Just because plastic and other cheap materials can be used and work, doesn't mean it's as good. Some people can't tell a difference, some can and both are right for themselves.:cool: A guitar is a guitar, no matter how it's made or what it's made of. All the parts involved still do the same thing, pass string vibrations to be converted into sound.

    Pickups change vibrations into electronic signal. All vibrations, because all pickups are microphonic to some degree(small or large) and will convert vibrations from the body, neck, hardware and all other parts.

    Since pickups convert string vibrations and vibrations from the guitar's parts, all the parts matter just as much as they do in an acoustic guitar. A solid body still vibrates, the necks on both guitars are solid, the hardware makes it's contribution whatever the materials used. The only real difference in a solid body guitar from a hollow body acoustic is the lack of a sound chamber because it uses a pickup to deliver the sound instead. Don't believe it, listen to a solid body guitar with just a piezo in it. I'm not just talking about a bridge piezo, body mounted piezo's work just as well. Might need a little more volume, but the sound is there.
     

  15. moosie

    moosie Poster Extraordinaire

    Age:
    60
    Jul 18, 2010
    Western Connecticut
    No, I don't. That's why I said "probably". Weasel word, but I didn't want to divert the thread into a tone war. :)

    Now honestly I doubt - really really doubt - that I can hear the "bone" in the nut, when fretting the 5th. But like I mentioned earlier, all the little bits of a good design count. Bone is a high quality material, and wonderful for transferring vibration when seated properly. It doesn't matter how many notes are affected by it.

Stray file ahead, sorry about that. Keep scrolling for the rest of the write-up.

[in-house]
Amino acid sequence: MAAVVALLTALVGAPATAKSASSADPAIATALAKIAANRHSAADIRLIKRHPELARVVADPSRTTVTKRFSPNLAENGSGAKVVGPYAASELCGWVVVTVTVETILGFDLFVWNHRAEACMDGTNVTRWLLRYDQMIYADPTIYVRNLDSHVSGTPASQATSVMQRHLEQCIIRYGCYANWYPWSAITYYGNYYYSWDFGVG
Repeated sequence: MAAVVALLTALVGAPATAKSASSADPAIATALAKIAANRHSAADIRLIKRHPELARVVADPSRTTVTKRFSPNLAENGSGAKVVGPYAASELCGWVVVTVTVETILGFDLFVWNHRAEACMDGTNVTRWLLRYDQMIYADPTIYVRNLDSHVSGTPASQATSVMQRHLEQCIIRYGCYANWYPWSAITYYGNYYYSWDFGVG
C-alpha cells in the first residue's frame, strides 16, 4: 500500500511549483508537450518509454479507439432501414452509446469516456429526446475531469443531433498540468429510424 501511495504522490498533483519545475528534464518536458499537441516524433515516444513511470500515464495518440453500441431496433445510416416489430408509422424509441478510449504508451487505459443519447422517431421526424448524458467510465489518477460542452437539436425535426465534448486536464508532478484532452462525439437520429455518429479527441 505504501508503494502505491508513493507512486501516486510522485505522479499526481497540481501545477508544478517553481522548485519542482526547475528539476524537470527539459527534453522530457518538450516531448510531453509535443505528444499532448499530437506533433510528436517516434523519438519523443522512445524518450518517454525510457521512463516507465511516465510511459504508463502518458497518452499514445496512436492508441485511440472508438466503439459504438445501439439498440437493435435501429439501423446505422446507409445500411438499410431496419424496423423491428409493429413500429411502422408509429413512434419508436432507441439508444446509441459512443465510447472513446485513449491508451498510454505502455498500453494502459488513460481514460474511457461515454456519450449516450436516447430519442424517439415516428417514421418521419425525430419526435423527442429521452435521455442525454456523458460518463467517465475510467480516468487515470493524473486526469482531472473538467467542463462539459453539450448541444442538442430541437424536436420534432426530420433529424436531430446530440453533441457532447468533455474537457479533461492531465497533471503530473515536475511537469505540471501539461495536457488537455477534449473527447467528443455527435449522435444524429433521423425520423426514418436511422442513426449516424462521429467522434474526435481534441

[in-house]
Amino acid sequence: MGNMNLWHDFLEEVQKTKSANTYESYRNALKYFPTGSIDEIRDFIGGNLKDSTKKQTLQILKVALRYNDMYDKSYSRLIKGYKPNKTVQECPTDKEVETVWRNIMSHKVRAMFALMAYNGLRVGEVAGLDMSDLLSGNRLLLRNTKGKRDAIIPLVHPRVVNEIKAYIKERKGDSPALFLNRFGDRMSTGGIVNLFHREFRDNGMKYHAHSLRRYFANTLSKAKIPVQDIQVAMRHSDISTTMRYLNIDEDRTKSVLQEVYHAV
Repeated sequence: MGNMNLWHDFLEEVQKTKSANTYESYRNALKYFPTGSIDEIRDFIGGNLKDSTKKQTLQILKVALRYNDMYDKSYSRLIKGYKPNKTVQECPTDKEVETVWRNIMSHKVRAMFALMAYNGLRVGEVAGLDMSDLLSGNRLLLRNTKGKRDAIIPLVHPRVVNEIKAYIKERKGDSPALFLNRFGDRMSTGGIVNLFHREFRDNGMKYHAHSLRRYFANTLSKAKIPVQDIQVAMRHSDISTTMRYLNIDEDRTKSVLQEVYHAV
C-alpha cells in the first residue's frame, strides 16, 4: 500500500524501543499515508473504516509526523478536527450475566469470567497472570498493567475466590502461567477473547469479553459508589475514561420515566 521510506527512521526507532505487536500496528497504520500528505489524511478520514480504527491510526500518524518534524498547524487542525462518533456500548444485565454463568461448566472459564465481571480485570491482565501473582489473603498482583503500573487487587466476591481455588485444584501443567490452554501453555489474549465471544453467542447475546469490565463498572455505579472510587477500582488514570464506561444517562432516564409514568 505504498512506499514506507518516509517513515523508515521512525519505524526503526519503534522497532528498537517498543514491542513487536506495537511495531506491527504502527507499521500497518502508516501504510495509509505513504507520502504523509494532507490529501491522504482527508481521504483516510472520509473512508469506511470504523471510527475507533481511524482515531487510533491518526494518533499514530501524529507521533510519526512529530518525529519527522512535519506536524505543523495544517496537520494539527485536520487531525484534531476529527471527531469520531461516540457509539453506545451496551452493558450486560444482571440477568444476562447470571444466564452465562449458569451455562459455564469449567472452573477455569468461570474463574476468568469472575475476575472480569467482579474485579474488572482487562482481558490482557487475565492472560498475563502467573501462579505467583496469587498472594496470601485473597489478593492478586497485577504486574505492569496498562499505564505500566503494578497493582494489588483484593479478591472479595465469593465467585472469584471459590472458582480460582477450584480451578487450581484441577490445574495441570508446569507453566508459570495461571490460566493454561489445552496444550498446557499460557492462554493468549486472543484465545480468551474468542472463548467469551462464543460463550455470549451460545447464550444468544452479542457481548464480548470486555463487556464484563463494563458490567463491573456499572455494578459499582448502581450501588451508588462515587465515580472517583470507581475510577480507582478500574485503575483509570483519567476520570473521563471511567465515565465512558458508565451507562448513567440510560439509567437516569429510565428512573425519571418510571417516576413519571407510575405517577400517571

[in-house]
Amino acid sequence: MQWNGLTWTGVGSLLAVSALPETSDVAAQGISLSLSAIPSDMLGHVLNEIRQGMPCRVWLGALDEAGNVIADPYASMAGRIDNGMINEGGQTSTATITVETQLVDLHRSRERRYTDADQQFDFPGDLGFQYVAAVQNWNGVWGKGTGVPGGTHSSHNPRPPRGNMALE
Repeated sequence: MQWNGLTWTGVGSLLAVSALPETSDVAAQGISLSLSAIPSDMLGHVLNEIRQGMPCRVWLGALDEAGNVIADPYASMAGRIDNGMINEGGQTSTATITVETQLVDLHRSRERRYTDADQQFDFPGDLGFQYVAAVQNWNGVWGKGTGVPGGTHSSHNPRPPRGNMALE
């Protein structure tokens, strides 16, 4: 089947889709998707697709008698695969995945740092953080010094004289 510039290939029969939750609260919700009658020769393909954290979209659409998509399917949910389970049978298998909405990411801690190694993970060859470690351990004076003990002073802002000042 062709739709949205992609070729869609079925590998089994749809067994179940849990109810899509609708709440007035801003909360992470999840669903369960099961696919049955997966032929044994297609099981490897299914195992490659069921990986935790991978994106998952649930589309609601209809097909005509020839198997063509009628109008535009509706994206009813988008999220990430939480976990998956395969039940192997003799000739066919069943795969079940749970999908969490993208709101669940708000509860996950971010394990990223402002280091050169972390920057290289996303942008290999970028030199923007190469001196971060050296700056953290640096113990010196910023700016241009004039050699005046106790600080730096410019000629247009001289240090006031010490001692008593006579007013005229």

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  16. Zepfan

    Zepfan Friend of Leo's

    Nov 30, 2013
    Horn Lake, MS
    Hearing it on a video or audio clip may be hard to do dealing with someones recording techniques, cables, room they're in, effects and amps. I definitely could tell the difference in my guitars when I switched the nuts to bone and switching the trem block from the pot metal to steel on my Strat clone in my room through my amp with a clean signal and same settings. It was a definite difference that I heard.

    One guitar has a Tusq nut, hardtail bridge, string through to Brass inserts. Oak body and Maple neck with cheap ceramic mag Asian pickups and it sounds glorious. All the right parts come together to create a fantastic tone machine. Those pickups were crap in other guitars and the first set of pickups in this one weren't the right ones for this guitar. There's really a lot more going on in a guitar's makeup than people think about.

    I don't want to get into any tone wars either, it just irks me from time to time and I just have to share.:lol:
     
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  17. MA6200

    MA6200 Tele-Meister

    113
    May 12, 2017
    Maryland
    My luthier put an unbleached bone nut on my tele when I got a setup because that's all he works with.